Koobface is a variant of one that hit MySpace, another well-known social networking service, last August, said McAfee's Schmugar. The earlier version targeted both MySpace and Facebook, he added, but the newest ignores the former and focuses on the latter. There are more than two dozen variants of the worm in circulation.
Facebook has posted a short message on its security page acknowledging the worm's attack. The notice urged users whose accounts had already been compromised to scan their PCs for malware and then reset their passwords.
The worm turns
Dec 4th 2008
From The Economist print edition
A cyber-attack alarms the Pentagon
BATTLEFIELD bandwidth is low at best, making networks sticky and e-mails tricky. American soldiers often rely on memory sticks to cart vital data between computers. Off-duty, they use the same devices to move around music and photos. The dangers of that have just become apparent with the news that the Pentagon has banned the use of all portable memory devices because of the spread of a bit of malicious software called agent.btz.
This is a “worm”, meaning that it replicates itself. If you have it on, say, the memory card of a digital camera it will infect any computer to which you upload photos. It will then infect any other portable memory plugged into that computer (the cyber-equivalent, one might say, of a sexually transmitted disease). On any computer hooked up to the internet, this variant tries to download more nasty stuff: in this case two programs that access the hard-drive. Was it a humdrum crime of trying to steal banking details? Or something more serious? The trail has gone cold.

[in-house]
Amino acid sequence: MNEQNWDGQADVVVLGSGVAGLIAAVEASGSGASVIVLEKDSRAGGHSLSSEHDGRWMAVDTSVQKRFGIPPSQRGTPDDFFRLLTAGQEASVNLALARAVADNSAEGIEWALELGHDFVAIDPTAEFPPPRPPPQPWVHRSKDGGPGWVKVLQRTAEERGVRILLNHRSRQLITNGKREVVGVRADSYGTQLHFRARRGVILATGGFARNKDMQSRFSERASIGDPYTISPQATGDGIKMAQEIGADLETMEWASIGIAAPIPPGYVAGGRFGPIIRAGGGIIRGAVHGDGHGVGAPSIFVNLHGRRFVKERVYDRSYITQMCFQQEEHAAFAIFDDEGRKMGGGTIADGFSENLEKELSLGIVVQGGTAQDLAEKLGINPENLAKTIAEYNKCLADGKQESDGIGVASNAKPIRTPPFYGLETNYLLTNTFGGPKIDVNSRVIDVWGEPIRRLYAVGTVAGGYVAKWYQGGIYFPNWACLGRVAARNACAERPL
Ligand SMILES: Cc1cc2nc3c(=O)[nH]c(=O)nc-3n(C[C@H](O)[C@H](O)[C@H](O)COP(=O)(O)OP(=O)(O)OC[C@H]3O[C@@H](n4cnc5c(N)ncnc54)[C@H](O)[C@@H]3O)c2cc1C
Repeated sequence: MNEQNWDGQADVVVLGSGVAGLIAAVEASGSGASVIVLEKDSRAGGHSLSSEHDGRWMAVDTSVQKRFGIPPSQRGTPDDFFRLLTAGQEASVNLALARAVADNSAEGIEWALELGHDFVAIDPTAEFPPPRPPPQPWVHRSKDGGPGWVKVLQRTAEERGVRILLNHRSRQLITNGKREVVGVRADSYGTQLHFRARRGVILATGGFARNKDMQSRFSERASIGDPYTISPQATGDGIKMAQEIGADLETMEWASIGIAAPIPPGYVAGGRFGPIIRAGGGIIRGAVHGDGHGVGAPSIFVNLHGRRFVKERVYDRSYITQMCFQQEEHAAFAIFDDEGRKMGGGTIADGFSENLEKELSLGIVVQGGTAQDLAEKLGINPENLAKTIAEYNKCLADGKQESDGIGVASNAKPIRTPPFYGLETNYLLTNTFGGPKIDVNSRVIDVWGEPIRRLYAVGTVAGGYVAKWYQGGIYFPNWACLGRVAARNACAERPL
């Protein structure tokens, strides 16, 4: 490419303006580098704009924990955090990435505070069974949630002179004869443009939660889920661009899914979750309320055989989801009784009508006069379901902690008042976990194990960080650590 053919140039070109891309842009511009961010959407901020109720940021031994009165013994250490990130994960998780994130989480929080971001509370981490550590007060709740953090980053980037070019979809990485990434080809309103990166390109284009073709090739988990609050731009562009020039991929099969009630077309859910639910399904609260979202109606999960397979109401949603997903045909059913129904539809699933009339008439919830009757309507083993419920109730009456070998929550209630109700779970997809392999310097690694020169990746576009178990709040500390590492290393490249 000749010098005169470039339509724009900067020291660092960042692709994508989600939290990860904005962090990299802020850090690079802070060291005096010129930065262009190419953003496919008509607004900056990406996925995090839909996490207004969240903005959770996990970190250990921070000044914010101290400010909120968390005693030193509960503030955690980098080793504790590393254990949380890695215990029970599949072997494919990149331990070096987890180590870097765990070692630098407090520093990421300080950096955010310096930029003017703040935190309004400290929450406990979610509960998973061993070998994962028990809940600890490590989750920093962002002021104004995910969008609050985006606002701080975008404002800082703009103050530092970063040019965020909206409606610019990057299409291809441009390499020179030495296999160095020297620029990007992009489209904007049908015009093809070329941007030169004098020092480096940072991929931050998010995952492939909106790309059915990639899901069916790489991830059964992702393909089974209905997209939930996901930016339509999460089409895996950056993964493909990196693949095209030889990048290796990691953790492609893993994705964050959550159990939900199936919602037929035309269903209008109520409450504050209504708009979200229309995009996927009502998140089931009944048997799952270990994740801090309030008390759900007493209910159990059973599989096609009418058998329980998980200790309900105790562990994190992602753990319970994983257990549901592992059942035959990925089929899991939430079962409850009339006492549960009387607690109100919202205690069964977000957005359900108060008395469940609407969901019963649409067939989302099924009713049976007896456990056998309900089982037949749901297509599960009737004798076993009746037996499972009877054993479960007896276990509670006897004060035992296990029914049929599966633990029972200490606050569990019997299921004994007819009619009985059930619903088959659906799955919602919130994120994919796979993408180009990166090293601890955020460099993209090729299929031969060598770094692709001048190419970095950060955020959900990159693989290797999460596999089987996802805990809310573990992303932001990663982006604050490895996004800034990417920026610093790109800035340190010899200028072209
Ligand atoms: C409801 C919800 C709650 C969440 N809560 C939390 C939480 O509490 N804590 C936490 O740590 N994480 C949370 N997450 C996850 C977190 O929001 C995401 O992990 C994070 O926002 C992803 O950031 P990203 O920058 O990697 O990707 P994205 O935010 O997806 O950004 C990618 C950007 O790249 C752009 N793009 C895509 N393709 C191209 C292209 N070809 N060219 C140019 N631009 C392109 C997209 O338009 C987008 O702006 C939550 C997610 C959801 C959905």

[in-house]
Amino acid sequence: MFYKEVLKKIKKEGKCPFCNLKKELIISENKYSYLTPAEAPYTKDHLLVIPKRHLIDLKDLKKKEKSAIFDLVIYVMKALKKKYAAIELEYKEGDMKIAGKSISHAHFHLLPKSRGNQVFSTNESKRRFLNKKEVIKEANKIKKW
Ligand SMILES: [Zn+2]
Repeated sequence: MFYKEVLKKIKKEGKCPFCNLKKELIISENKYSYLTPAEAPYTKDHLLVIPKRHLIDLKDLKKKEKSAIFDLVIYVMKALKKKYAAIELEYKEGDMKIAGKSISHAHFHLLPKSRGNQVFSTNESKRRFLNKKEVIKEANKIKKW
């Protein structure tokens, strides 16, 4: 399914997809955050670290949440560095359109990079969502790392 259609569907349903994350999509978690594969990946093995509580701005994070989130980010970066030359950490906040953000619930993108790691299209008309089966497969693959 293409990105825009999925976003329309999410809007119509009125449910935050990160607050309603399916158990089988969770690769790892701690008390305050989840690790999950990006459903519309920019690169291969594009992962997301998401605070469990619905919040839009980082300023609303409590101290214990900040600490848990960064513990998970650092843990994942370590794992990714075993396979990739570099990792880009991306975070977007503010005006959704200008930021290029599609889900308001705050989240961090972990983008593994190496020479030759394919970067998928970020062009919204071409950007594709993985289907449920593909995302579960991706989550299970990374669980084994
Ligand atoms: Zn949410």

In any case, the malicious software (malware in the jargon) penetrated at least one classified computer network. The problem was severe enough for Admiral Michael Mullen, the chairman of the joint chiefs of staff, to brief George Bush on it. Officials are saying little more than that.
Kimberly Zenz, an expert on cyberwarfare at VeriSign iDefense, a computer security company that is investigating the attack, notes that it is not clear that agent.btz was designed specifically to target military networks, or indeed that it comes from either Russia or China (two countries known to have state-sponsored cyberwarfare programmes that regularly target American government computer networks).
Indeed, she says, by the standards of cyberwarfare, agent.btz is pretty basic; it is a variant of a well-known bit of malware called the SillyFDC worm, which has been around for at least three years. By contrast, a government commission warned Congress last month that “since China’s current cyber operations capability is so advanced, it can engage in forms of cyberwarfare so sophisticated that the United States may be unable to counteract or even detect the efforts.”
The most remarkable feature of the episode may not be the breach of security, but the cost of dealing with it. In the civilian world, at least one bank has dealt with agent.btz by blocking all its computers’ USB ports with glue. Every bit of portable memory in the sprawling American military establishment now needs to be scrubbed clean before it can be used again. In the meantime, soldiers will find it hard or outright impossible to share, say, vital digital maps, let alone synch their iPods or exchange pictures with their families.
i like to liken people who create and plant viruses to wanna-be terrorists...